Don't go overboard with the scents - they develop and become stronger as the mixture sits for awhile.

After mixing well so that everything is evenly distributed, you can scoop it into the bags, fold the tops, adding ribbon or string to hold the bags by, and secure the tops how you want.  Can be kept in an air tight container.  You may choose not to use a bag - but I don't like the additives going down the drain and clogging pipes up eventually.  My hair is bad enough.

To use - hang the bag over the faucet by the ribbon and run bath water over it, then float the bag in the bath water.  Or boil a pot of water, steep the bag in for 20 minutes, then add the contents to the hot bath water.

1 batch makes about 6-8 large tea bags full.
275  JEWELRY AND TRINKETS / Trinkets and Jewelry: Completed Projects: General / Some lampwork/chainmaille doodads on: May 25, 2009 12:59:57 AM
I made these as part of a recent swap I did for the I <3 coffee/tea swap this past month.  I found some cute lampwork glass beads at the last bead fair I went to, and combined it with some chainmaille mobius flower to make a bracelet, and to decorate a teaball and spoon.







I drilled a hole at the top of the spoon to bead it - too bad I could not have made the hole closer to edge, but there was a curve in it that worried me.  It is a longer iced tea spoon, perfect for stirring in a travel mug or flask.
276  JEWELRY AND TRINKETS / Trinkets and Jewelry: Discussion and Questions / Has anyone else seen these Swarovski crystals??? I covet! on: April 26, 2009 08:58:41 PM
I just was perusing my favourite local bead store's site and saw these.  I do not remember seeing them before, but I absolutely love them.  They are the three branch coral crystals, and are beautiful.  I am posting a link with a pic to the new colour, Red Magma too - love that colour as well.  I just wish they were not so pricy, because I would love necklaces with several of the colours.  Or if they made them smaller than 30 mm, then some with several of the coral branches.
http://www.beadfx.com/images/34767901034001.jpg
277  JEWELRY AND TRINKETS / Beads: Completed Projects / Been in a flower making mood for Spring on: April 26, 2009 07:52:46 PM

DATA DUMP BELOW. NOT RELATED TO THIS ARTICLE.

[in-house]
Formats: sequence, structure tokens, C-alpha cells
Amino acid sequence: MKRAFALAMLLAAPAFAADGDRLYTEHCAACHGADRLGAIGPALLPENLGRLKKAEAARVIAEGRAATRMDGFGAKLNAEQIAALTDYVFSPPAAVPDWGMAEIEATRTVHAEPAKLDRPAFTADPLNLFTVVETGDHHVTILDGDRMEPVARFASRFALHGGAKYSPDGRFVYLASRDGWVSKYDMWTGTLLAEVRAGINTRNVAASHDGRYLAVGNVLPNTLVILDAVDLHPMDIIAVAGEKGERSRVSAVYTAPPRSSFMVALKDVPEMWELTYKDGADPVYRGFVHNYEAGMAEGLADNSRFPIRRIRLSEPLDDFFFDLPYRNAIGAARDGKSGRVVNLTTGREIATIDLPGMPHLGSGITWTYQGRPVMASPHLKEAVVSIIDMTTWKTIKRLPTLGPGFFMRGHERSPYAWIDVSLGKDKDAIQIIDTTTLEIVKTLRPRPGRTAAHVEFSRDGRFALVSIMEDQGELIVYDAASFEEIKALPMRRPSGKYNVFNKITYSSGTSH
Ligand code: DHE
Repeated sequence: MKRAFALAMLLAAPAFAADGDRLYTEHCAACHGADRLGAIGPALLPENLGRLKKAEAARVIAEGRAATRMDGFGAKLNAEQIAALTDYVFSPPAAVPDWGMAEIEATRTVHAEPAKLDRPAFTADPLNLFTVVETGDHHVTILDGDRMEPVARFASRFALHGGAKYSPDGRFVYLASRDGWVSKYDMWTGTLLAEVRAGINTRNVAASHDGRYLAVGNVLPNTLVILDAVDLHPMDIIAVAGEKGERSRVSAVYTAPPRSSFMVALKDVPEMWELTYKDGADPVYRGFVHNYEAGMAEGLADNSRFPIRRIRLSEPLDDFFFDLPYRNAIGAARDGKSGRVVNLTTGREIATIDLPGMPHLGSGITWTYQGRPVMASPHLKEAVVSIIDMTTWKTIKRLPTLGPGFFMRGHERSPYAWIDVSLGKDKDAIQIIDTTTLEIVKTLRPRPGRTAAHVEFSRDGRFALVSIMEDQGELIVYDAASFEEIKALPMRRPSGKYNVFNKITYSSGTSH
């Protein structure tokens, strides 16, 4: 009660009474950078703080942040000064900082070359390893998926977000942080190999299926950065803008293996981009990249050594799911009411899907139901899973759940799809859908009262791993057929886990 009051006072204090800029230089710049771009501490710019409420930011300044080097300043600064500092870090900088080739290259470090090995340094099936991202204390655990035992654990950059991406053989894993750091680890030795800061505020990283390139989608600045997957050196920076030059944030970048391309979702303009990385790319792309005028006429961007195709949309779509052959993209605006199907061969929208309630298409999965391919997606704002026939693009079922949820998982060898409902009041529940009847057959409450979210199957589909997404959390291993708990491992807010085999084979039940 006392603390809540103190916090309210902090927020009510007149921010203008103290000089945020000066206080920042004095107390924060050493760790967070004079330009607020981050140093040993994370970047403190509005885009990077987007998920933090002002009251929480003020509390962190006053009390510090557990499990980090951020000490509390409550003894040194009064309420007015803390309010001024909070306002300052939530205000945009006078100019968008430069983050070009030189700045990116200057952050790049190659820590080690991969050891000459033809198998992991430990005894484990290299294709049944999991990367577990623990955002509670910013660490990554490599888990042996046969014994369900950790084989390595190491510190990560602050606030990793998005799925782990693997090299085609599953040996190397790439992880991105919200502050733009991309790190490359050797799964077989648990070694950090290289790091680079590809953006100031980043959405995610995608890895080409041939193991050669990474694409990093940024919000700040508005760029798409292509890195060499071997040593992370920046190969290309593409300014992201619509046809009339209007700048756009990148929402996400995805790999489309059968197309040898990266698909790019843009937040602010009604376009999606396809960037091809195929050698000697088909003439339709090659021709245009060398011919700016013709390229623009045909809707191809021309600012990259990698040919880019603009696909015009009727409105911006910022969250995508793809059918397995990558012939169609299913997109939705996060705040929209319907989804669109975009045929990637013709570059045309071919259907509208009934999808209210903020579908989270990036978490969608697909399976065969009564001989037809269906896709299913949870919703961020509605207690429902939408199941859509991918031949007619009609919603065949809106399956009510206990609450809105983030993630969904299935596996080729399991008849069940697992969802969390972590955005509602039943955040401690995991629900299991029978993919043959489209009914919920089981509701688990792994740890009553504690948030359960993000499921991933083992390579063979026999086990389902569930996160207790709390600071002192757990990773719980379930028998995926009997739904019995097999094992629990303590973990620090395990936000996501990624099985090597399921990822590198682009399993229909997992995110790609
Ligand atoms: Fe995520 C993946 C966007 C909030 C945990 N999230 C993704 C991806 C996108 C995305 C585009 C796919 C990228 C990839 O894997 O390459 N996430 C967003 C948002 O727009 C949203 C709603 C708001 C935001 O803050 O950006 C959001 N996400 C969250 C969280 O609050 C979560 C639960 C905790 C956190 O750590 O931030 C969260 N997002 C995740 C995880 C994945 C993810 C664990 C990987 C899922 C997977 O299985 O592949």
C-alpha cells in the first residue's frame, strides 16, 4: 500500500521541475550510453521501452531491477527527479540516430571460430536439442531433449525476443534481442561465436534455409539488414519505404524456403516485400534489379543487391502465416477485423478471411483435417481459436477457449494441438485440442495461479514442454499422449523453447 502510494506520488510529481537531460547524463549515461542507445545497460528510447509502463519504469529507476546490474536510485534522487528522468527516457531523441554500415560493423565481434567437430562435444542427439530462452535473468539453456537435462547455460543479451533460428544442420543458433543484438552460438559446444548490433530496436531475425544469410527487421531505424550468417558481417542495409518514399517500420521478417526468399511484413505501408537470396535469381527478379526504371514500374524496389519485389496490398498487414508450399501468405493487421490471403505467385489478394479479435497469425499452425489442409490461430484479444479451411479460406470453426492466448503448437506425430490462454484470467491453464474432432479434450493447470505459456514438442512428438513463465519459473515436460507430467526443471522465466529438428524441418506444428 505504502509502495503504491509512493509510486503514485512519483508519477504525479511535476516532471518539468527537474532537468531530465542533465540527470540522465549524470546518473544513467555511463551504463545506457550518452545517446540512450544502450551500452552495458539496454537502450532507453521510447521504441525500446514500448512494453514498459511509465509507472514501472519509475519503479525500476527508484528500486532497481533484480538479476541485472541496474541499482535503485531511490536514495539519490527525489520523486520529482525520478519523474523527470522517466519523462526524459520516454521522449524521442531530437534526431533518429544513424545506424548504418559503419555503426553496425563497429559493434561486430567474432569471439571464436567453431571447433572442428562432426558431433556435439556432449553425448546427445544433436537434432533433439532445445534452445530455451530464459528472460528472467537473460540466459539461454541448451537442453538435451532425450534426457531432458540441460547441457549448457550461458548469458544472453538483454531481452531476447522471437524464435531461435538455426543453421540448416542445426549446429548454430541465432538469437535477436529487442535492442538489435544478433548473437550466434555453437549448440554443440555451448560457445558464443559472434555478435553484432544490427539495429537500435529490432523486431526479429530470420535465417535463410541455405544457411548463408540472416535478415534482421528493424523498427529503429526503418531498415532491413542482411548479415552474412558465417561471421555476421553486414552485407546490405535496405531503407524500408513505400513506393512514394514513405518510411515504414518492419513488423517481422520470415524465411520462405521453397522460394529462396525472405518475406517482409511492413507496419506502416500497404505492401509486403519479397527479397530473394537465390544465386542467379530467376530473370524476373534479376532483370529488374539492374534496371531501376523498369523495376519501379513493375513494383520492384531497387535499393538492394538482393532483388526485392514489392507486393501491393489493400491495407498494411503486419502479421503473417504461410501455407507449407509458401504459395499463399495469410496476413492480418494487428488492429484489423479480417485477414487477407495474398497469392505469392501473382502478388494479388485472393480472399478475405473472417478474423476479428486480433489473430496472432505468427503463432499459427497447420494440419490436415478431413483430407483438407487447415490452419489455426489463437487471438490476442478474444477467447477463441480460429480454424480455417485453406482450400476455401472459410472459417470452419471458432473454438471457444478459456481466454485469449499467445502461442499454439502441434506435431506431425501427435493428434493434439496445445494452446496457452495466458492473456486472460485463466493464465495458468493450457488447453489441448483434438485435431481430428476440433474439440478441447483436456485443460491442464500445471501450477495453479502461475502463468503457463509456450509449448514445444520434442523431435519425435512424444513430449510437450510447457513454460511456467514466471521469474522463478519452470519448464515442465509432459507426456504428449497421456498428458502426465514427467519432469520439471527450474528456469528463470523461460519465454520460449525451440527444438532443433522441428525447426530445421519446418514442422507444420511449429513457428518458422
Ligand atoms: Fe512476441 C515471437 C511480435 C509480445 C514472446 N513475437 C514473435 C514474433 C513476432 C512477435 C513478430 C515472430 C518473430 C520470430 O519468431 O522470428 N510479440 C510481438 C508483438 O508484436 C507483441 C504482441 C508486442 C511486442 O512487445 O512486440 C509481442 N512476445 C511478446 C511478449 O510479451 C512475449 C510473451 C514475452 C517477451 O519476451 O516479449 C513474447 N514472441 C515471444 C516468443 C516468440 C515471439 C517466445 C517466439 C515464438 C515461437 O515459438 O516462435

Saw these in a beading mag recently and I have been in a frenzy making dozens of these.  I thought they would be nice to add to hair pins/barrettes, jewelry, and I could incorporate them into my Christmas ornaments this year too.  I like their sparkle.





278  COOKING / Recipes and Cooking Tips / Sharing another bread recipe - homemade pumpernickel on: February 08, 2009 10:18:45 AM
I just made a few loaves of these and it was quite easy to make.  Far easier than I expected.
http://www.robertsplace.ca/recipes/pumpernickel.htm



I will admit to cheating and using my breadmaker to mix the dough, and let it go to two rises.  Also, to give the bread better structure and lightness, I added about 2 tbsp gluten flour.  I have found that it makes a big difference in things like my pizza dough, etc, so I am resolved to add an extra tbsp or two of gluten to all my bread dough projects from now on.  If you don't have instant coffee, you can always replace the water with an equivalent amount of brewed coffee too.

Also, do NOT make the mistake I did - it is a rather wet and sticky dough - DON'T cover the rising dough, when in the loaf pan, with a tea towel :C  I just wanted some moisture in the oven when I let it sit for the last rise, and did not think :C

Just don't.  Before I did that, they had beautiful full, rounded, domed tops.  After.  Well, let's not speak of after.  Let's just say they were not even half as pretty after - tasty, but not pretty :C  You can see the difference in the middle - it's the pathetic dwarfed middle loaf.



They are for DH's sandwiches for the week (trying to sneak more fibre into him).  But next time I will make it in a round pan, or freeform on my pizza stone so I can do the traditional spinach dip bread bowl thing - yum!

279  COOKING / Recipes and Cooking Tips / Other No Knead bread fans - multigrain options..... on: February 02, 2009 07:25:30 PM
I know that there are others of you out there, I remember the posts from last year.  Anyways, I am a big fan of no-knead bread doughs since I made my first loaf last year.  Eating Well magazine published and article and several recipes in the past issue about no-knead breads, specifically with several recipes that contained various whole grains and I thought I would pass them along:

http://www.eatingwell.com/recipes/healthy_hurry/easy_bake_breads.html


Here is the article and recipes - there is a multigrain boule, foccacia, a basic whole wheat, a fruit bread, and a corn/millet bread.

Here is another site with a a couple of more no-knead recipes too by Canadian chef Michael Smith from the show Chef at Home - he had no knead bread on one of his shows recently too.  The plain white bread he calls "City Bread" and the multigrain version he calls "Country Bread":
http://www.foodtv.ca/recipes/recipedetails.aspx?dishid=9530

I haven't given any of them a try yet - it's been too darn cold for me to get up the incentive to walk to the bulk store for some of the grains.  But I think I will give them a try when I have a few days off from work.
280  COOKING / Dessert / OK this makes me ridiculously happy on: January 21, 2009 04:04:53 PM
I made a b-day cake for a friend and I managed to write on the cake relatively successfully, and legibly and it did not look horrible!!!!!!  Not bad for a cake-letter virgin!!!

It's a lemon cake with lemony butter icing, decorated with silver dragees (which literally I stood back a few feet from and threw on the cake one at a time, to stick them on - hey it was a fun few minutes).  I wanted it to look more birthday-y and I had some leftover blue tinted royal icing so I added the lettering on top.  My BFF was suitably impressed - and she loves that particular cake too.  Very zippy!